HERA Executive Chairman John Frear introduced HERA’s mission “to have an internationally competitive New Zealand Metals Engineering Industry. We want HERA to be the catalyst to achieve this through ongoing innovation.”
He noted that “it is relatively easy to prioritise research spending from the industry levy which base-funds HERA in the area of steel construction through its Structural Systems division.”
“The fact that steel-framed buildings designed to HERA-influenced guidelines provide safer buildings and did well in the Canterbury earthquakes is very pleasing to note, as is the fact that a more competitive steel construction sector as a result of HERA activities drives market share.”
“However, in the general heavy engineering sector which is supported by the Industry Development division, the research needs are much more diverse.
The decision around what research to support is generally much easier when HERA is winning in the government-funded contestable High Value Manufacturing Pool, as is currently the case with the Above Ground Geothermal & Allied Technologies (or AGGAT) programme,” said John. “In this case, the Government contributes about $4 million, alongside the industry-funded contribution, spread over a four-year programme.”
John also introduced HERA’s New Zealand Welding Centre, ”The Welding Centre focuses on the key technology of metals based fabrication – i.e. welding. This division has its own income stream in the form of a levy on welding consumables, and integrates other weldable metals such stainless steel and aluminium.”
“This is important as many of our industry members use more than one material in their daily operations, and technology support over the entire welding fabrication field is crucial,” John said.
John also commented on the Steel Fabricator Certification (SFC) scheme introduced by the Welding Centre in co-operation with SCNZ. “I have followed with interest over the last couple of years the implementation of the SFC scheme. It is a major achievement that we now have industry leaders driving a scheme which puts New Zealand fabricators on par with any international workshop certified to ISO 3834.”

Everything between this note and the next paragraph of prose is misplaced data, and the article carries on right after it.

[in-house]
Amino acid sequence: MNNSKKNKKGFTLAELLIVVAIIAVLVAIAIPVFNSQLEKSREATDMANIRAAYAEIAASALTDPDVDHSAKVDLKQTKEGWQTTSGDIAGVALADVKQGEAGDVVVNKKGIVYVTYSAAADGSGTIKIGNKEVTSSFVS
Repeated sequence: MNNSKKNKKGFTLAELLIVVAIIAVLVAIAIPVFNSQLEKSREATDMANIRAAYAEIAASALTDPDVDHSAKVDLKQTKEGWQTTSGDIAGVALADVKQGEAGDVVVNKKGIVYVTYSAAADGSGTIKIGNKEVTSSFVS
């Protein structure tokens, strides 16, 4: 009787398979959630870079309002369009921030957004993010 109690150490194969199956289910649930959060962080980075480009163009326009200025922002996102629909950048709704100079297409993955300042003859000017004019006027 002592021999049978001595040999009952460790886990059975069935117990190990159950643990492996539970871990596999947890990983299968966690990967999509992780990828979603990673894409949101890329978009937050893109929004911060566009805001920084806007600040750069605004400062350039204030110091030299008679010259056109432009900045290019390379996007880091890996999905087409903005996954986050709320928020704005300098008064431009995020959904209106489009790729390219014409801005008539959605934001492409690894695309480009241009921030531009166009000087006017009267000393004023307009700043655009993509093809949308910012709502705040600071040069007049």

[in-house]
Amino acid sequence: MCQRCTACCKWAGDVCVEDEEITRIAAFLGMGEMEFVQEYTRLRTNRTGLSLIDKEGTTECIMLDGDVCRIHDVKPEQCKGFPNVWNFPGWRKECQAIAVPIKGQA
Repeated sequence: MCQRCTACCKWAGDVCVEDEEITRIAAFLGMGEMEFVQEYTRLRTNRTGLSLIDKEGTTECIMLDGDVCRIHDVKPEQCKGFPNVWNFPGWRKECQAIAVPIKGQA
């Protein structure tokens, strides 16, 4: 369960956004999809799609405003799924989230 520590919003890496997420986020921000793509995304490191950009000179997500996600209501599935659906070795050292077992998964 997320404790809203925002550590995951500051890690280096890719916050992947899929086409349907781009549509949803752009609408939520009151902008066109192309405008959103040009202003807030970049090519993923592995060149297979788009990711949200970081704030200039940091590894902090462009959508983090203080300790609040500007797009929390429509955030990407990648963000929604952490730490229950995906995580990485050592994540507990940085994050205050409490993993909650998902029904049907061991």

“It gives us the confidence that if we are supported by the Government with a level playing field, our industry will be competitive against imports and we will successfully export, as my company does with our tow bars in the international automotive market.”
Other related associations
Related organisations and HERA House tenants SCNZ, NASH and Metals NZ were also introduced. The latter organisation plays the role of a united industry voice and organises the next key industry event “Metals Week 2015” which takes place at the beginning of September.
Looking back on a well-attended re-opening function HERA Director Dr Wolfgang Scholz said, “It is great to see such great industry member, stakeholder and ministerial interest in what HERA and its associated organisation are doing in HERA House.”
“Celebrating the last 30 years of HERA House, and looking ahead to the next few decades in a brilliantly refurbished environment, will keep the spirits of those working and meeting with us in top gear. And this is exactly what the industry needs to be successful and sustainable.”